Sophie’s understanding of housetraining is fine, but she’ll sneak a pee indoors if you’re not paying attention. And her separation anxiety is not severe; she’s improving with my efforts to only slowly increase the duration of the minutes I leave her alone. I’ve been working a lot on name recognition and “leave it,” so whomever she ends up with will have solid tools to get her to turn away from whatever she is barking at and come back.
Five dogs go, six return
Given the exercise needs of both of these adolescent dogs, Leonora and I have been taking a lot of walks together. Given her mild separation anxiety, Sophie is terrific off-leash (I like to joke that the problem with separation-anxiety dogs is that you can’t leave them, but on the other hand, they won’t ever leave you!). She likes to run with my big dog, Woody, and looks extremely cute bounding through the tall grass in our local open spaces.
We don’t take Delilah off leash. The Pyrenees rescue group warned us that no matter how attached to you a Pyr seems to be, when given the opportunity, they tend to take off running and not look back. And since it’s still a challenge to get Delilah to so much as look at us when we say her name (she can do it well without distractions, but out in open spaces, forget it), we keep her on the long line.
Last weekend, Leonora and I took all five of our dogs (my three: Otto, Woody, and Sophie, and Leonora’s Samson and Delilah) for a short, slow, sniffing walk in the hour before sunset in a part of our local “wildlife area” where we don’t often walk. All of our dogs except Delilah were off-leash. When we were almost back to Leonora’s car, we heard a dog barking at us – though at first, we couldn’t tell where the barking was coming from. We have been out on the trail at this time of evening and had coyotes barking at and watching us, so Leonora scooped up tiny Samson and I quickly called Sophie to me and snapped her leash back on. A minute later, the barker revealed herself: a short, fat, (maybe) Cattle Dog-mix, came rushing out from underneath a tree, looking for all the world like a castaway on a desert island who just saw a boat on her beach. She was wary of all of our dogs, but came at me in a frantic fashion, “Oh my dog I am so glad to see you thank you thank you thank you I thought I was going to starve out here!”
Given that Leonora had her hands full with tiny Samson in her arms and giant Delilah on a leash, I told her to walk ahead so I could try to assess what was going on with the stray dog.
This wild enthusiasm had little Sophie freaked out – she wanted to get away from the whirling dervish – so I unclipped her leash and dropped a loop around the neck of the castaway, to try to contain her writhing and leaping about. Instantly she transformed into a wild horse at the end of a lasso: “What the heck? Are you trying to kill me? Help! Someone! Help! I’m dying!”
I hunkered down, food treats in hand. “Hey, buddy, it’s ok! Look! Food!” But the little dog was convinced she was about to be murdered. I slipped the leash off – and she reanimated immediately. “Thank you, thank you! Friend! Thank you!”
Given how portly she was, I wondered if she had pups under the tree; she was too close to the ground for me to see if she was nursing. I walked back over to the tree where she had been. The grass was all pressed down in that area, as if she had been hanging out there for some time, and there were torn-up fast food bags and wrappers strewn around. Had she raided garbage cans in the area and brought the bags back to her hiding spot? Or had she been abandoned there with a bag of food? There’s no telling.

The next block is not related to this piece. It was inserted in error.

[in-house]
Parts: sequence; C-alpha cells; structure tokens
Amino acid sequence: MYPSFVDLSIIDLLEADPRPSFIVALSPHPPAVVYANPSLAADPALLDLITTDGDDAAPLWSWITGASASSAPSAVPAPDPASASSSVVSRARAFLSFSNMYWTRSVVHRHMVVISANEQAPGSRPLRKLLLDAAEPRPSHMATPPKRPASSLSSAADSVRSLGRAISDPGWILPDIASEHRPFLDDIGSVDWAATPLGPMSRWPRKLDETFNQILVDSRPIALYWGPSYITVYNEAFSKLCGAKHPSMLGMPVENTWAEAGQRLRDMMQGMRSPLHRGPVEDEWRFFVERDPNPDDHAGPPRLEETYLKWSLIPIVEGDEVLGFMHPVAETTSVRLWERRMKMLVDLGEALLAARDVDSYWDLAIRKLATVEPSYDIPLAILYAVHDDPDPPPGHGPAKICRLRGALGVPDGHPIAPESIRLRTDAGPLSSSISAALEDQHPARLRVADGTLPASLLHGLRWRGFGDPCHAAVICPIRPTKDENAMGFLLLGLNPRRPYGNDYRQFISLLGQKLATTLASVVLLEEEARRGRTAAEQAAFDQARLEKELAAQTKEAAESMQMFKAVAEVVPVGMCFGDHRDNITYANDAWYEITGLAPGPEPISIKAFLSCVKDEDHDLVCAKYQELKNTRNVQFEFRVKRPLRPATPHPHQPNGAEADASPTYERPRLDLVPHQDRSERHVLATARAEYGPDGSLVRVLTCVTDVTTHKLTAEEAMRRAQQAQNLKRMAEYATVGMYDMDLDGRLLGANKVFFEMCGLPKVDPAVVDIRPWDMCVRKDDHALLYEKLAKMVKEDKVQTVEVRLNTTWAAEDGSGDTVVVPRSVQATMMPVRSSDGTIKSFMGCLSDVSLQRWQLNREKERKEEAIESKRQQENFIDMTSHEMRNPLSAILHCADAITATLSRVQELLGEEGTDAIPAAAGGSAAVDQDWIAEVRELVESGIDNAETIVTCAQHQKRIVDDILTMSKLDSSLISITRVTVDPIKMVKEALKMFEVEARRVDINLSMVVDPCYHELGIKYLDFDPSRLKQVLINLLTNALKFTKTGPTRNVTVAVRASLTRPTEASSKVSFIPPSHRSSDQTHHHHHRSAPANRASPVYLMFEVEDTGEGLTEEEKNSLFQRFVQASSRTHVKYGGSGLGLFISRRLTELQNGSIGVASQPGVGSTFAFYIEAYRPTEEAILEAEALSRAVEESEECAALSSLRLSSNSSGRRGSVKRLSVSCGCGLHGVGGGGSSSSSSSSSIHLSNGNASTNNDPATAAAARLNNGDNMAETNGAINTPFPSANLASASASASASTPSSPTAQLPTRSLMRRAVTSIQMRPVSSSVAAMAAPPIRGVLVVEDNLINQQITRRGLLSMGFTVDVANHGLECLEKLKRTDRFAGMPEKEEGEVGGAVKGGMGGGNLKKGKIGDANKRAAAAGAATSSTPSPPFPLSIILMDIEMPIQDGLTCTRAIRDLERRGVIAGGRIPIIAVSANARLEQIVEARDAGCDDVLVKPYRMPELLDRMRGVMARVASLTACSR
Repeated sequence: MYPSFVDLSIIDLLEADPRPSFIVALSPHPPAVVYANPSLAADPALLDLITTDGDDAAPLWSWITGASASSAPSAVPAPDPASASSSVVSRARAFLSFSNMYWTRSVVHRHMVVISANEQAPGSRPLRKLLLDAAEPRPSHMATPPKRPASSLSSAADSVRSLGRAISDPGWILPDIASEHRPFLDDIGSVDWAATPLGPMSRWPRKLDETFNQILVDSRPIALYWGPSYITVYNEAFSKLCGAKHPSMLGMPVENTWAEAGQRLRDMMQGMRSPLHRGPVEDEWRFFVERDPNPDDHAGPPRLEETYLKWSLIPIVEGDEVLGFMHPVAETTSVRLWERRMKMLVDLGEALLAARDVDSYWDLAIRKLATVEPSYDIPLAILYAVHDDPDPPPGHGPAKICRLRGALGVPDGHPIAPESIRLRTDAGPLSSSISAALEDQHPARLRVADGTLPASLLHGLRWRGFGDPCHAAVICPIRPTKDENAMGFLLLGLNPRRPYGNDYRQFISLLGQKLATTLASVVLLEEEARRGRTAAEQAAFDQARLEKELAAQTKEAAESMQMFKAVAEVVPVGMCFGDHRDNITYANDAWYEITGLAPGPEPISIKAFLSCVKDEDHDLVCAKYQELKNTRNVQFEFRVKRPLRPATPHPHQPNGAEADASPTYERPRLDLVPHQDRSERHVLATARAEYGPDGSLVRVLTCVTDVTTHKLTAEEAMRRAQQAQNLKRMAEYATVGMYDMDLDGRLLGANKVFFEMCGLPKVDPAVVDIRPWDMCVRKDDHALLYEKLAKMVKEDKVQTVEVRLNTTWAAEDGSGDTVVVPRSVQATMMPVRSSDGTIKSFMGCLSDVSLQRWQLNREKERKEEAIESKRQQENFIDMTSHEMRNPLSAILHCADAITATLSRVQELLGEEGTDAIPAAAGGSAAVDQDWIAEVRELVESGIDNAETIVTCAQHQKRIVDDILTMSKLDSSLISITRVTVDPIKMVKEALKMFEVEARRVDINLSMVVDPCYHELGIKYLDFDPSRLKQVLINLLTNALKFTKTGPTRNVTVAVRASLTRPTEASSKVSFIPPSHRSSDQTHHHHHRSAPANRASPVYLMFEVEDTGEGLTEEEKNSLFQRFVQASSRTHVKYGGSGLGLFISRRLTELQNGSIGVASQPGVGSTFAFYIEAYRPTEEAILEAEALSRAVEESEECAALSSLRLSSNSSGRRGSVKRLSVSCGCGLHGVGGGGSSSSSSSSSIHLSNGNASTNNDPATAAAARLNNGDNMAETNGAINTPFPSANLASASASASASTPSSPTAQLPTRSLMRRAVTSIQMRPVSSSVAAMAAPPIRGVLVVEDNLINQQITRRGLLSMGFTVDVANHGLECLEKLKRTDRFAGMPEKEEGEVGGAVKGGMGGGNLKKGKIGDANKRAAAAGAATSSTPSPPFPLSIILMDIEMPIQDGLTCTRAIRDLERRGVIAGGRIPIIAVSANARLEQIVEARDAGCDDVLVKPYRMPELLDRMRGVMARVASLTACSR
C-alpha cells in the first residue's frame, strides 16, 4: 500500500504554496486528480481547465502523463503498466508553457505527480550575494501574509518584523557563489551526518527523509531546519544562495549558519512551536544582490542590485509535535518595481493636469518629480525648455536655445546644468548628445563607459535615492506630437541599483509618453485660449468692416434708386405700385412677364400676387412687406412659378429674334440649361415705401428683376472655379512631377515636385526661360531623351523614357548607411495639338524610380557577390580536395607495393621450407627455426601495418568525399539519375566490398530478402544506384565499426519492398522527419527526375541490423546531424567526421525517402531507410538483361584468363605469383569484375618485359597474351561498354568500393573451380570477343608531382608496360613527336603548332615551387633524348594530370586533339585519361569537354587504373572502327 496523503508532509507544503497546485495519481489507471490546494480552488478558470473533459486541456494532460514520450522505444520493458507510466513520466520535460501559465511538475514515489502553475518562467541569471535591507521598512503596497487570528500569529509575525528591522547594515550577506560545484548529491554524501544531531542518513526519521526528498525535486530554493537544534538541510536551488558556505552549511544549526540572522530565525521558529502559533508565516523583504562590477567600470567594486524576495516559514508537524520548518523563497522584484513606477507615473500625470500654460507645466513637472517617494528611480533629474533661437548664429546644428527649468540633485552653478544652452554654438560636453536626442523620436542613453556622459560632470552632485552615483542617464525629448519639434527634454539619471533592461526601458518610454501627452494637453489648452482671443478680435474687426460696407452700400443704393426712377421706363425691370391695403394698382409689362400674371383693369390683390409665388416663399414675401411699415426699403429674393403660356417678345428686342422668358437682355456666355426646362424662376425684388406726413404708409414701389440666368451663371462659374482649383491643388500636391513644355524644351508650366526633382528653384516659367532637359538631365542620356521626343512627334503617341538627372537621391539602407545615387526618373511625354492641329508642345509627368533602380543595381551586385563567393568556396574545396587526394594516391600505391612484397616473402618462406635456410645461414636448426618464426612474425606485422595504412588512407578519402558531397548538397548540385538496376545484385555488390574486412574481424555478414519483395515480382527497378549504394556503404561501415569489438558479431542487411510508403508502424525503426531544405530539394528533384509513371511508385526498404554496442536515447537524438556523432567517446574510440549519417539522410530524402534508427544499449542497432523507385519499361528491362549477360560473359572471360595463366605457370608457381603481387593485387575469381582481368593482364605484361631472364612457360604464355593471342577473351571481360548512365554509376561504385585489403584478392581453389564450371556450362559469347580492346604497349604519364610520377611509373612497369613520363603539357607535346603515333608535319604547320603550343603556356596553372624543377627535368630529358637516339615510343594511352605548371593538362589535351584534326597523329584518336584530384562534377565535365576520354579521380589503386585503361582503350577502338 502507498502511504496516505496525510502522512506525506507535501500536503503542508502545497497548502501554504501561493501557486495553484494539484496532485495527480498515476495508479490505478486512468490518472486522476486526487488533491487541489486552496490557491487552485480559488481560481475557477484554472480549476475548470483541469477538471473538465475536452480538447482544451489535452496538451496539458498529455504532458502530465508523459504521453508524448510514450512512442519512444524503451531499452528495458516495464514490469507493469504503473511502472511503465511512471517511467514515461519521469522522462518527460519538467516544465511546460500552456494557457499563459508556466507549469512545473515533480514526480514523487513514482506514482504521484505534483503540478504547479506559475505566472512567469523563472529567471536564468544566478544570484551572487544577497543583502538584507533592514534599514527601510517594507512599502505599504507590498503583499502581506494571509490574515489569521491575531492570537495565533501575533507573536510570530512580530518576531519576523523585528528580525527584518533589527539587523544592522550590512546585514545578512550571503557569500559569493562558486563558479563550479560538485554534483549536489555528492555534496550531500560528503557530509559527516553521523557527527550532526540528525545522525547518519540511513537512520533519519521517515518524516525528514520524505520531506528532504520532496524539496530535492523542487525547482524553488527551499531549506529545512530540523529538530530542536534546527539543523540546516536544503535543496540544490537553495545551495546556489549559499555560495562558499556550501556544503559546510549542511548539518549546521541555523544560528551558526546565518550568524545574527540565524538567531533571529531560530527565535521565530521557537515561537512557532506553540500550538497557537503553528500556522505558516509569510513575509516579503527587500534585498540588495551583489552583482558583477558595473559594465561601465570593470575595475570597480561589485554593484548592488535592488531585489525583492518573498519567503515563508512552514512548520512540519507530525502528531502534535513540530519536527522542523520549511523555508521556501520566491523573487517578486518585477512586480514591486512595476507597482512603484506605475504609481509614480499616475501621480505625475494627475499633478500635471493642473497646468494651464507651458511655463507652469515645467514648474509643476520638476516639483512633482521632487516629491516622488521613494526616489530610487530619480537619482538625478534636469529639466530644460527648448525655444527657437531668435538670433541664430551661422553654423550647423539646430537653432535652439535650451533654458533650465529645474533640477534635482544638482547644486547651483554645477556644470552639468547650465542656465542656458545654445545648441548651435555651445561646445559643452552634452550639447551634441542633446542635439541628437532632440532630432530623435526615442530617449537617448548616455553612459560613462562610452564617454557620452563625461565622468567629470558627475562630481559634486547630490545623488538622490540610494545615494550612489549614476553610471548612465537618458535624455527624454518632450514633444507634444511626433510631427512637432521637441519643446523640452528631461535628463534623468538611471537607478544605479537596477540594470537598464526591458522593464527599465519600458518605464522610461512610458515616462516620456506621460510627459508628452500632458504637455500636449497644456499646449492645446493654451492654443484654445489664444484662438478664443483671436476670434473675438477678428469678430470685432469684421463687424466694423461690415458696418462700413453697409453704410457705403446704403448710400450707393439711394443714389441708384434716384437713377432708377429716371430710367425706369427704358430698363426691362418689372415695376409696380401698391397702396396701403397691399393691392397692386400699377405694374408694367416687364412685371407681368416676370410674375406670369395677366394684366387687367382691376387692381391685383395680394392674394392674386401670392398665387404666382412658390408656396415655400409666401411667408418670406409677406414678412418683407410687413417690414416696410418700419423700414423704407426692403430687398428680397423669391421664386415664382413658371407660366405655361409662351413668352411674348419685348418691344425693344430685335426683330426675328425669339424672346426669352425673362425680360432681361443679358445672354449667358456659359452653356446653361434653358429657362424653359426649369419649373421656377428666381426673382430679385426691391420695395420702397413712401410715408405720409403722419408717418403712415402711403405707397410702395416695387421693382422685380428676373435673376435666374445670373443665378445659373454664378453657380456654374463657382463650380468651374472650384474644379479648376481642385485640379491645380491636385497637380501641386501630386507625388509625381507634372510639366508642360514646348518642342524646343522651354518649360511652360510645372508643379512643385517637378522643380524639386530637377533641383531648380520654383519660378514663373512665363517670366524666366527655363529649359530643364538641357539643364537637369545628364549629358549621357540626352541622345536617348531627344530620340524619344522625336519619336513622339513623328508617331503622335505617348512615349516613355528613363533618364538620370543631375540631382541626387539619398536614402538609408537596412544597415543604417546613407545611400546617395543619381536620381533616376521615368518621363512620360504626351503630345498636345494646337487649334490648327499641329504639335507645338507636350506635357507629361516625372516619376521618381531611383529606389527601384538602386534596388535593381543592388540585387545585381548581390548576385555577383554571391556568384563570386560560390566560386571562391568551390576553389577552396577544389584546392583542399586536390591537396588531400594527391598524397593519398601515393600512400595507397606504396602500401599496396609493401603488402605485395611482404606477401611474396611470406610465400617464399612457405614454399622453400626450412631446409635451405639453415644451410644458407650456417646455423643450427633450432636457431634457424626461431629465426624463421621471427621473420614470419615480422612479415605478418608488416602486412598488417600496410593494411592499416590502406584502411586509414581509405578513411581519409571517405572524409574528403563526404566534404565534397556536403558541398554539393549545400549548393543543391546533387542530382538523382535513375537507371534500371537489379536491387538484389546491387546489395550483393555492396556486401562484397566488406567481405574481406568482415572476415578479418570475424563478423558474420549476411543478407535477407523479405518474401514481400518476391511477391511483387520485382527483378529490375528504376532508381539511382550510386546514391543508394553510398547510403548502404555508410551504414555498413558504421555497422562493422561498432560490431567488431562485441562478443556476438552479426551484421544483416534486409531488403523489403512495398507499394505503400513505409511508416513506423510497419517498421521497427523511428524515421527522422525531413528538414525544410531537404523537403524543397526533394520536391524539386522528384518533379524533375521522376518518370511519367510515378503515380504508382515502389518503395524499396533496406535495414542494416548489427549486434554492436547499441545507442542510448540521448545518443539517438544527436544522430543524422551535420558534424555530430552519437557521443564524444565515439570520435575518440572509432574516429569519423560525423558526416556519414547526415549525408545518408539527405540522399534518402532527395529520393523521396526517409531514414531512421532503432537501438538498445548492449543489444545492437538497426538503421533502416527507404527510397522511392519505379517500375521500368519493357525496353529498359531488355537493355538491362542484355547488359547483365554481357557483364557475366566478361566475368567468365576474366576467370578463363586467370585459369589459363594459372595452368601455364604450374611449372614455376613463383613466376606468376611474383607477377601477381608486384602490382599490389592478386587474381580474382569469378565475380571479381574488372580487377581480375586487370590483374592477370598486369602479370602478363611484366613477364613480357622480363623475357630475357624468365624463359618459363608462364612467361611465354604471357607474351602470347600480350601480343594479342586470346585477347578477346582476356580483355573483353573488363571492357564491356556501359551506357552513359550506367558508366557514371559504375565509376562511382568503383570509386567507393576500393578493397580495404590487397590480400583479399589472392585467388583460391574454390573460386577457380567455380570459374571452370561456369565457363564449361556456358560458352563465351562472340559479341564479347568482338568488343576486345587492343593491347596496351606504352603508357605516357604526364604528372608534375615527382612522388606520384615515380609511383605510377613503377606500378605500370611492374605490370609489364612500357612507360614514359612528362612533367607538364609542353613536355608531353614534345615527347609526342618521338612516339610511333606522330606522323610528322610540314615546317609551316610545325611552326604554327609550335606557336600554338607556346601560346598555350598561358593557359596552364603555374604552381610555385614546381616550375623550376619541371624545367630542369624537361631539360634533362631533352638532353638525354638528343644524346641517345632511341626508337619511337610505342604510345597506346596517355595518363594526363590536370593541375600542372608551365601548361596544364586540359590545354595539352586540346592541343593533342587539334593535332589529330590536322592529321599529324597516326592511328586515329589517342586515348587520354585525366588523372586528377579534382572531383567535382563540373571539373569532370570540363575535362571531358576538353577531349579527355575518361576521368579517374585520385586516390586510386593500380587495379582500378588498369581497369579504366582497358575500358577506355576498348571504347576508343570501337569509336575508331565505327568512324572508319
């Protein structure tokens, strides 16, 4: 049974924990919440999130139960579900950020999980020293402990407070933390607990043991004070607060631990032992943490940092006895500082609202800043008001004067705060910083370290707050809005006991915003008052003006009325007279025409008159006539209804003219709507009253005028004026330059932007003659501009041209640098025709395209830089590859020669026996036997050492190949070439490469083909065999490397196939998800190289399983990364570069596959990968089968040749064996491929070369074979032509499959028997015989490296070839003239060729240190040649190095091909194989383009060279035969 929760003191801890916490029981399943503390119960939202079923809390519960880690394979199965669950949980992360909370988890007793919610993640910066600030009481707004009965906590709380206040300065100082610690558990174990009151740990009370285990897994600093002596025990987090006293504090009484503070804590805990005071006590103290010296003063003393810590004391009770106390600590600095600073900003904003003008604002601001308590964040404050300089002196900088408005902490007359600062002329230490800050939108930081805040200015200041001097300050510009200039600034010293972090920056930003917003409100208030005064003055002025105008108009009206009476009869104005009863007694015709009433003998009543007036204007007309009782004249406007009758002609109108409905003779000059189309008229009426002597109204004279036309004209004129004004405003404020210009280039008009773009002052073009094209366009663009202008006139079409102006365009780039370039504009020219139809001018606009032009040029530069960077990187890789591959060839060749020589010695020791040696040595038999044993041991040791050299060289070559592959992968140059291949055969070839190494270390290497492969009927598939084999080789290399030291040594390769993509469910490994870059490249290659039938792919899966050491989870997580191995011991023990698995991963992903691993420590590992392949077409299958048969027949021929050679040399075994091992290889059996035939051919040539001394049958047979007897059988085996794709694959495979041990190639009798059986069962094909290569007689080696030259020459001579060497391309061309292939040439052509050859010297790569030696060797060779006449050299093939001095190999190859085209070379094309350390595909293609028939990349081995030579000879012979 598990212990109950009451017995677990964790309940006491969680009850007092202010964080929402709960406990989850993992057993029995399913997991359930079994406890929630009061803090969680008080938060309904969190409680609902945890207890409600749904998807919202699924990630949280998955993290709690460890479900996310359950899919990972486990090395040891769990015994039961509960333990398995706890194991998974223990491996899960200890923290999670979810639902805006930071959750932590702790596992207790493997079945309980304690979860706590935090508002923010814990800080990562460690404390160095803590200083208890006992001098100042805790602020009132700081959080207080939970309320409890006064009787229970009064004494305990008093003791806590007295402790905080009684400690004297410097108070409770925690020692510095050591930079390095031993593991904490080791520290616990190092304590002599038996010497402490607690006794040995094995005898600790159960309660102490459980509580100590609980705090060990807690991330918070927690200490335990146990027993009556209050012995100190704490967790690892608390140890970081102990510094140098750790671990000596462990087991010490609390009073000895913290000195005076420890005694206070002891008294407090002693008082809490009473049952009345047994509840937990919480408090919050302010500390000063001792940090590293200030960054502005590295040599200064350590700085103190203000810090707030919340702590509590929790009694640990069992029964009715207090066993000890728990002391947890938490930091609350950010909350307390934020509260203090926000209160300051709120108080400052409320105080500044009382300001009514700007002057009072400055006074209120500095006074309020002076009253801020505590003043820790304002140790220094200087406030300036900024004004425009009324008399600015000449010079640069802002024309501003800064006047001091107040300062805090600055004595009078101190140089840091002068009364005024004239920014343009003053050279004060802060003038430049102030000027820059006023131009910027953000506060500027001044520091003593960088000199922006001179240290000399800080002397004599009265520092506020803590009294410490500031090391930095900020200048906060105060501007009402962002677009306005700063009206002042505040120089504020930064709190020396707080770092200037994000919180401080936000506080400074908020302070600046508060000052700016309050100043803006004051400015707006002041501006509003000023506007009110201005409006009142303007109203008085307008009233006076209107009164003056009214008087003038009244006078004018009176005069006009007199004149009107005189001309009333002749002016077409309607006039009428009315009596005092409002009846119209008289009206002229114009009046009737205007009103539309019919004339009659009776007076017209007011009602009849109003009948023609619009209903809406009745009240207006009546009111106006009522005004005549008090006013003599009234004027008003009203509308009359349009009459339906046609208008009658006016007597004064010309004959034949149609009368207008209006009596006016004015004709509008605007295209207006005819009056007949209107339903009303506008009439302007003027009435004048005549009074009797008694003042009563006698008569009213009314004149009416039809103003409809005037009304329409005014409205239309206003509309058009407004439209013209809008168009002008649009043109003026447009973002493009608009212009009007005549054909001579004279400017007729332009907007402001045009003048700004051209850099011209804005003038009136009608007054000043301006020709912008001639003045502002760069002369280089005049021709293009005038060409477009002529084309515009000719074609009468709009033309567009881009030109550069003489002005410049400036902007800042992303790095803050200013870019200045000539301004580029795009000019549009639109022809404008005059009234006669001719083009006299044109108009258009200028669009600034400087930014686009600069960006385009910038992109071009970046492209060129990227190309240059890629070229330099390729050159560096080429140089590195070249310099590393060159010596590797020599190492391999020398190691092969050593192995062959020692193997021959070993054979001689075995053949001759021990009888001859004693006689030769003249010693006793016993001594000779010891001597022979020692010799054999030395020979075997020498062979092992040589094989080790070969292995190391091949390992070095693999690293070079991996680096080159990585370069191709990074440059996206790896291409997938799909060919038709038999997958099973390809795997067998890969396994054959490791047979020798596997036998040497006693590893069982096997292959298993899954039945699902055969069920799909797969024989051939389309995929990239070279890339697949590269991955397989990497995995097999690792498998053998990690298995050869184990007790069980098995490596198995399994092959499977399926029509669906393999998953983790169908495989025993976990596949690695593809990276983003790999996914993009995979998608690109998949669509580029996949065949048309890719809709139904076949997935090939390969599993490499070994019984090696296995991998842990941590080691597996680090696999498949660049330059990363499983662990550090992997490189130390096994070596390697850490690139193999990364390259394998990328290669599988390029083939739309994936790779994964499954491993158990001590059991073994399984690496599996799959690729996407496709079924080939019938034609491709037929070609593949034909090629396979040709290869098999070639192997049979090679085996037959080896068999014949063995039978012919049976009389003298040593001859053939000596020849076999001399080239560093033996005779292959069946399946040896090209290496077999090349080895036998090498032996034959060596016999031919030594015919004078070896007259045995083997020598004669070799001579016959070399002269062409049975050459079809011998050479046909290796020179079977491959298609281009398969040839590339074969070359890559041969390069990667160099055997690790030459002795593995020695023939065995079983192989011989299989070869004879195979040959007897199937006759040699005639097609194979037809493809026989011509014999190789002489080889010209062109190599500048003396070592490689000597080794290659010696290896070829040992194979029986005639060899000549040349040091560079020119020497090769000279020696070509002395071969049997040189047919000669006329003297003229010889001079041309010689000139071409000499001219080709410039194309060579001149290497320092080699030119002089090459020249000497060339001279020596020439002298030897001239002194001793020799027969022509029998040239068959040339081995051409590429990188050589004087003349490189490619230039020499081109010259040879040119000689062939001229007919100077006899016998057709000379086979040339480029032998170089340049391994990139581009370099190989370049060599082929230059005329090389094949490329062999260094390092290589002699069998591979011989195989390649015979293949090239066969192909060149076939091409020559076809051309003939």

Given that we already had a car FULL of dogs – small ones in the front seats with us, the giant one taking up the full back seat, and my two boys in the generously sized “way back” of Leonora’s SUV – I was worried about whether we could (or should even try to) bring the castaway with us in the car, especially given that she had not, apparently, had a leash on before. I decided not to make her come along with us, and instead, see if she would follow us the short distance back to the car, or go back to her tree. She not only followed, but hopped into the car pretty easily, hunkering down on the passenger side floor on my feet. Okay, well, we don’t have to worry about coyotes eating her, but where are we going to put her? I texted the shelter manager and asked if I could bring her in, and put her in one of the outdoor pens where local law-enforcement officers sometimes bring dogs they catch after hours. Thankfully, despite the crowding in the shelter already, she agreed.
At the shelter, I took pictures of the dog and put her in one of the outdoor holding pens with food, water, and a blanket. Back at home, I posted her picture on all the local “lost/found pet” sites I know and made a “found dog” flier to post back in the area where we found her the next day.
I had to scratch out the “female” part of my fliers the next morning when a shelter staffer texted me to let me know that my desert island dog was a neutered boy, not a girl. Whoops! He was fuzzy and low to the ground! But despite being neutered, no microchip. Argh!
I hear that in some parts of the country, there is a shortage of dogs to adopt? If that’s you, let me know! We’ve got way too many here.